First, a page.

By Nora Laberee and Kristen Mulvihill
Scheie Vision Annual Report 2018
With its first meeting held in January 2017, the Penn Center for Low Vision Rehabilitation’s Vision Loss Support Group continues to expand in size and impact.
Led by Ranjoo Prasad, OD, the center provides support to individuals with visual impairments that can no longer be improved through medical or surgical means. The support group embodies this mission, serving as a platform for members to share their experiences and learn from various guest speakers.
“I feel that the support group is going very well, beyond our expectations,” said Dr. Prasad. “There is an amazing connection that the members have found among each other.”
Meeting each month in the Ralston House, the Vision Loss Support Group is led by Sheri Grand Drossner, a Clinical Research Coordinator at the Scheie Eye Institute with a Master’s Degree in Social Work. Each meeting consists of individuals with a range of diagnoses and visual abilities, all of whom share a desire for emotional support and encouragement.
“I’m seeing the connections, which is great, and I’m hearing the participants voice that they truly value coming and they look forward to coming,” said Sheri. “The group gives them hope and inspiration to accomplish things they’ve been struggling with.”
The group hosts occasional guest speakers who share knowledge on various topics, including the assistive devices and technologies available for patients with vision loss. In addition to guest speakers, the participants hold valuable open discussion during meetings.
“The group discussion just takes a life of its own,” said Sheri. “People do talk about their fears and anxieties, and then people are there to encourage and support. People have questions about services, or maybe something we’ve discussed in the past.”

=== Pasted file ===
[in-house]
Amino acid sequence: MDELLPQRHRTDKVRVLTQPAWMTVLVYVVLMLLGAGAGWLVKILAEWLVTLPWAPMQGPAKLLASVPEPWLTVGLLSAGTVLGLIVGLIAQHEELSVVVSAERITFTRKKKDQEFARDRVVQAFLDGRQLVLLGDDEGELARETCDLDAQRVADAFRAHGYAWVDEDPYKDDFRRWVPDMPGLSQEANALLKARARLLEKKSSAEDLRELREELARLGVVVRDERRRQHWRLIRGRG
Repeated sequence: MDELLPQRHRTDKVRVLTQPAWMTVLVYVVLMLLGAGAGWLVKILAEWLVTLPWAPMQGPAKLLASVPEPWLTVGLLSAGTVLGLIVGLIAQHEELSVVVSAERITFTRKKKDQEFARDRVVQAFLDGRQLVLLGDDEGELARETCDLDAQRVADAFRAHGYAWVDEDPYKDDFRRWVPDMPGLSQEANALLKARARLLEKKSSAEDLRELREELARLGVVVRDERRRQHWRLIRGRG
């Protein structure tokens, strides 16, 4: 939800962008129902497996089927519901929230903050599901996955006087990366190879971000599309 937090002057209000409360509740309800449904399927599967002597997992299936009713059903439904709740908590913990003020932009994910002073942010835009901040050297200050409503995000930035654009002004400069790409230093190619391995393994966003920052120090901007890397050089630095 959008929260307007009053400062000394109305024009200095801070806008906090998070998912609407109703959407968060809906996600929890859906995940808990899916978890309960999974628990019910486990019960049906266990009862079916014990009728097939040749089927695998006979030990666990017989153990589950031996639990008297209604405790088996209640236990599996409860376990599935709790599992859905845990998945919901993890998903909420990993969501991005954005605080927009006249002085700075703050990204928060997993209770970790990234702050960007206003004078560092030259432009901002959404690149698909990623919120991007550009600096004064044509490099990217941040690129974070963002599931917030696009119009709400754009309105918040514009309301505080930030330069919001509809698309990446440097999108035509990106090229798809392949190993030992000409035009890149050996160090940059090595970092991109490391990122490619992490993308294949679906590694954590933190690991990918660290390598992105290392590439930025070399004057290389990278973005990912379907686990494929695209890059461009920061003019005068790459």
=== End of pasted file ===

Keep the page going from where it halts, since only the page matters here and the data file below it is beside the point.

Several participants expressed how the support group has introduced them to information and resources to which they would not have otherwise been exposed. As more technologies are developed to assist individuals struggling with vision loss, learning how to properly use and find adequate funding for these technologies becomes difficult.
One member, Marlene, emphasized how she learns from both the speakers and the other members. “We get good information and a great speaker who lets us know that there is stuff out there that can help us,” Marlene said. She has been a member for a while. “I haven’t missed a month that I can think of.”
Another member of the group, Yvonne, acts as an advocate for other individuals struggling with their vision loss. “My whole goal is to educate and empower people,” she said. “Some people say they don’t think they can make it, they say, ‘Oh losing your sight, that’s it.’ But I’ve learned, that’s not it. There’s so many resources.” Newer members of the group look to experienced members like Yvonne to help them through the unfamiliar and difficult parts of vision loss or impairment.
In the last year, the group has steadily grown. If the group continues to expand, Sheri and Dr. Prasad plan to incorporate caregivers into the sessions, or if opportune, create an entirely separate group for caregivers.
Both Sheri and Dr. Prasad also intend to implement outcome measures to determine the group’s impact on patients with low vision or blindness, and how the group enhances their quality of life.
The Vision Loss Support Group meets on the last Tuesday of each month at the Ralston House from 3-4PM. For more information, please contact Sheri Drossner at 215-662-8177.